Tuesday, February 19, 2013

What Is the Biggest Problem Facing the Country Today? By Bill O’Reilly.

What Is the Biggest Problem Facing the Country Today? By Bill O’Reilly. Video. Talking Points Memo. The O’Reilly Factor. Fox News, February 19, 2013. Transcript.

Bill O’Reilly Reveals America’s Biggest Problem. Video. Fox News Insider, February 20, 2013. Transcript.

Should American Law Protect Unborn Children from Harm. Video. The O’Reilly Factor. Fox News, February 20, 2013.

Hagel Said Israel Headed Toward Apartheid. By Alana Goodman.

Report: Hagel Said Israel Headed Toward Apartheid, Netanyahu a “Radical.” By Alana Goodman. Washington Free Beacon, February 19, 2013.

Against Despair. By Michael Tomasky.

Against Despair: How Our Misreading of History Harms Progressivism Today. By Michael Tomasky. Democracy: A Journal of Ideas, Summer 2010. Also find it here.

The Long Exception: Rethinking the Place of the New Deal in American History. By Jefferson Cowie and Nick Salvatore. International Labor and Working-Class History, Fall 2008.

For Richer: How the Permissive Capitalism of the Boom Destroyed American Equality. By Paul Krugman. New York Times, October 20, 2012. Also find it here.

Also see: The Rise of the New Global Plutocratic Elite and the Crisis of the Middle Class.


I was born three weeks before Kennedy was elected. To pick two other progressives in positions of somewhat greater prominence, Rahm Emanuel was born a few months before me, and Barack Obama, a few months after. People my age now run things; whatever liberalism exists today is in no small part a creation of my generation’s experience and imagination.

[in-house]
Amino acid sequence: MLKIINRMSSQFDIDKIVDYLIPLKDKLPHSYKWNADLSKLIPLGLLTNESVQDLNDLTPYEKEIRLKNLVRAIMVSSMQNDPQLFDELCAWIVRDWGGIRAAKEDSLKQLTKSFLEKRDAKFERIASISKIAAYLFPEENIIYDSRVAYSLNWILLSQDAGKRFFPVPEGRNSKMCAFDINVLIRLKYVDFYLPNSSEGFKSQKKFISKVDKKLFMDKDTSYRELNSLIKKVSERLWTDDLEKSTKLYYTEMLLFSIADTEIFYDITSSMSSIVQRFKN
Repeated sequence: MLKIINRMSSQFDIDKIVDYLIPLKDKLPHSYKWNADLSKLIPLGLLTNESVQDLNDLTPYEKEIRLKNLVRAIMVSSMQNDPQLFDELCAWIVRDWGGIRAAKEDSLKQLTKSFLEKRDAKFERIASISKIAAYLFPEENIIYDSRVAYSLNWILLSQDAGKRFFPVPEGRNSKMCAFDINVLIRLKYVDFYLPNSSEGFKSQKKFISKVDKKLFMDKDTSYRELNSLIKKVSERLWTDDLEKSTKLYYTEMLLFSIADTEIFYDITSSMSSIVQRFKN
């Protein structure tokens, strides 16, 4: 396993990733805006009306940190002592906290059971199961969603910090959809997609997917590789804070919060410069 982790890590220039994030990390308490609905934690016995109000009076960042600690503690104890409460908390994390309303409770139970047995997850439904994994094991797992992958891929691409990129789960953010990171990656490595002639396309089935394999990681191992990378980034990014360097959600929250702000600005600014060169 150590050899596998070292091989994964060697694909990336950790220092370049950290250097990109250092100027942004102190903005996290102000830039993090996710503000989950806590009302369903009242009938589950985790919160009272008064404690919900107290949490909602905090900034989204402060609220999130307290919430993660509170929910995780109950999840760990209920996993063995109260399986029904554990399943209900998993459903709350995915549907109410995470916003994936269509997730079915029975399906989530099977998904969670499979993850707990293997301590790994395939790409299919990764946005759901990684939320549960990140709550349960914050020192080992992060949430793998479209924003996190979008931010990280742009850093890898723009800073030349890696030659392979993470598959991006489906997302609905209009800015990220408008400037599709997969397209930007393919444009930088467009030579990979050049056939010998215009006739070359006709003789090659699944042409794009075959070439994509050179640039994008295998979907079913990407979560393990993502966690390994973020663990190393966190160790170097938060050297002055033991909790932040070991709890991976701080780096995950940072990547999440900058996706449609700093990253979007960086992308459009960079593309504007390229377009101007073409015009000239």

We grew up with a set of assumptions. If you were born in the United States between, say, 1945 and 1965, you were raised in a basically liberal political culture when liberalism was the default position. You studied the New Deal, or were instructed in it by your parents and grandparents, as I was (neither of my grandmothers could even say “Hoover” without spitting the name out like a mouthful of turpentine), and you thought: This is how it is. This is America. We were once a conservative country. But that was then. We’ve put it away. Progress–progressive progress, if you don’t mind the redundancy–was inevitable.

When Reagan came, you thought: aberration. Maybe we did go a bit overboard here and there, and, let’s face it, Jimmy Carter was not an effective president. So this is a corrective. Temporary. Things will sort themselves out. That was how it looked in August 1988, when Michael Dukakis was 17 points ahead of George H.W. Bush, and when many hoped that President Dukakis’s tenure would be followed by President Cuomo’s. In the America in which we were raised, that was how things would have gone and were fated to go.